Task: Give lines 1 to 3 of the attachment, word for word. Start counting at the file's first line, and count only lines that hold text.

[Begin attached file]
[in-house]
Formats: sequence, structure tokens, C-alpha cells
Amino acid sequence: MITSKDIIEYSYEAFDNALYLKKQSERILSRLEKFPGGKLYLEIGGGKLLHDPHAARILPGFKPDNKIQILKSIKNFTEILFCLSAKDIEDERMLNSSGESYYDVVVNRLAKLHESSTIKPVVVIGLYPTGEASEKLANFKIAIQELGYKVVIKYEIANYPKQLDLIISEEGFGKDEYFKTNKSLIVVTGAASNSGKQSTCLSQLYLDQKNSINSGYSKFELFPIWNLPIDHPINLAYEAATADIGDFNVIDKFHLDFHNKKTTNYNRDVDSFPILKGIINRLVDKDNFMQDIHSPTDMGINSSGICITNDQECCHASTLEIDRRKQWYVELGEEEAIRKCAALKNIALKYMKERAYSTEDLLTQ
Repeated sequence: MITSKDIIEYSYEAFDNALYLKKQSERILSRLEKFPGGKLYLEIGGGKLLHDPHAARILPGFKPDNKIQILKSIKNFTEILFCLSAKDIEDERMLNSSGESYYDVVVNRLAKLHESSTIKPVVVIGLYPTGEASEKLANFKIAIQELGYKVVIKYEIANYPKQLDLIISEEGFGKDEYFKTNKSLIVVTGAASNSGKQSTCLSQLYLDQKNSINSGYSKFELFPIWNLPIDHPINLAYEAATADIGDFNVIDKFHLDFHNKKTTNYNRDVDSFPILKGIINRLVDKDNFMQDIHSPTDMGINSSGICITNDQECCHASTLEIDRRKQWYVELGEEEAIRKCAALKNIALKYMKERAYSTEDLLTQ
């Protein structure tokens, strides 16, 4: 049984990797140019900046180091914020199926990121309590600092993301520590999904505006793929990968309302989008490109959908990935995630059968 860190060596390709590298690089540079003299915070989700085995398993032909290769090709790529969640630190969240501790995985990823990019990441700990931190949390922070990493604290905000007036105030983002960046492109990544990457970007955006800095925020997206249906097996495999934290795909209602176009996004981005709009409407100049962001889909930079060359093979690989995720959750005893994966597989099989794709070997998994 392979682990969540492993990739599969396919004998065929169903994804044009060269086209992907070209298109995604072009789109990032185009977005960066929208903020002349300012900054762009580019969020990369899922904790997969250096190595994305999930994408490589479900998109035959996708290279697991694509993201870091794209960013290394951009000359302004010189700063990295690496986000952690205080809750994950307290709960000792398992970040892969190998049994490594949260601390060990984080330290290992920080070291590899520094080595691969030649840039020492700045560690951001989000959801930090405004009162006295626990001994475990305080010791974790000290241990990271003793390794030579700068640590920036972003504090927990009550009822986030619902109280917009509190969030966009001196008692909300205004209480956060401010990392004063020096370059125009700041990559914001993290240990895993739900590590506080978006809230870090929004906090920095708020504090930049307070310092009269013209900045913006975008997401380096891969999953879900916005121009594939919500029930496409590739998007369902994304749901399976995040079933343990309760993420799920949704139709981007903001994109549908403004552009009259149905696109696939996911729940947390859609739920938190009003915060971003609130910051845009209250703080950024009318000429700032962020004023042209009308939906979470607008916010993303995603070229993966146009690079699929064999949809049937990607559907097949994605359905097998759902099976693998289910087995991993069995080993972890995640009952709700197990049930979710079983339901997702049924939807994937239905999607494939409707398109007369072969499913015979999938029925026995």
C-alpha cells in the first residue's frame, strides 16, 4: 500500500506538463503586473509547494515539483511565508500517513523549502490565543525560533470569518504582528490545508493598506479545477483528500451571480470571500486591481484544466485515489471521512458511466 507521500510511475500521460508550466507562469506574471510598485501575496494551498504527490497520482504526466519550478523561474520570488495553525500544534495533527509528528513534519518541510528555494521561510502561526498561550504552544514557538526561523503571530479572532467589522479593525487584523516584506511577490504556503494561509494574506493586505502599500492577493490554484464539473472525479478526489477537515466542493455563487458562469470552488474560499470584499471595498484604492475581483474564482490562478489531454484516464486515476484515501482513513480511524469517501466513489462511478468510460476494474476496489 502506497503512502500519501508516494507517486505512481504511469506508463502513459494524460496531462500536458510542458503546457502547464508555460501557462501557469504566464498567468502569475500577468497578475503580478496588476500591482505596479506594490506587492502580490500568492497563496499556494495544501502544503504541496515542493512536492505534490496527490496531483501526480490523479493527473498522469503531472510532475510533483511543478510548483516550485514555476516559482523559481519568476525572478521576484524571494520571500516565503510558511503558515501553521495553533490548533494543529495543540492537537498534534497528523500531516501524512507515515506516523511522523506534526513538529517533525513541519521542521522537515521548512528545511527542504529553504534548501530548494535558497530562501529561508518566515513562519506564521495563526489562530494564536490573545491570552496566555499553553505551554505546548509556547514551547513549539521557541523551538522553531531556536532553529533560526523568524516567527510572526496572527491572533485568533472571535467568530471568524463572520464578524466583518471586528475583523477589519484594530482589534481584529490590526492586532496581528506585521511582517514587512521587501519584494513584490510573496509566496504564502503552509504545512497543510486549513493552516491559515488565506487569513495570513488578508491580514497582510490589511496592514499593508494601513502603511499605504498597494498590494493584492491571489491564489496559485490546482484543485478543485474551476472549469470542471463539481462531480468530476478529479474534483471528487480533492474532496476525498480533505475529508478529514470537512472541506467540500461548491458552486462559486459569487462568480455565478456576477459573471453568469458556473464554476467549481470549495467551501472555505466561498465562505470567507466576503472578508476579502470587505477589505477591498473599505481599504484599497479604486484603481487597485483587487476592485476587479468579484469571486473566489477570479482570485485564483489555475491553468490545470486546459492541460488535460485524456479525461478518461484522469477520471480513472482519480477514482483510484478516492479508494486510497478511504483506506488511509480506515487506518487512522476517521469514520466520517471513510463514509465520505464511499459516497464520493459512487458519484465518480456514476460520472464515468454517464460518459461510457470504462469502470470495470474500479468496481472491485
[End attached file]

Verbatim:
[in-house]
Formats: sequence, structure tokens, C-alpha cells
Amino acid sequence: MITSKDIIEYSYEAFDNALYLKKQSERILSRLEKFPGGKLYLEIGGGKLLHDPHAARILPGFKPDNKIQILKSIKNFTEILFCLSAKDIEDERMLNSSGESYYDVVVNRLAKLHESSTIKPVVVIGLYPTGEASEKLANFKIAIQELGYKVVIKYEIANYPKQLDLIISEEGFGKDEYFKTNKSLIVVTGAASNSGKQSTCLSQLYLDQKNSINSGYSKFELFPIWNLPIDHPINLAYEAATADIGDFNVIDKFHLDFHNKKTTNYNRDVDSFPILKGIINRLVDKDNFMQDIHSPTDMGINSSGICITNDQECCHASTLEIDRRKQWYVELGEEEAIRKCAALKNIALKYMKERAYSTEDLLTQ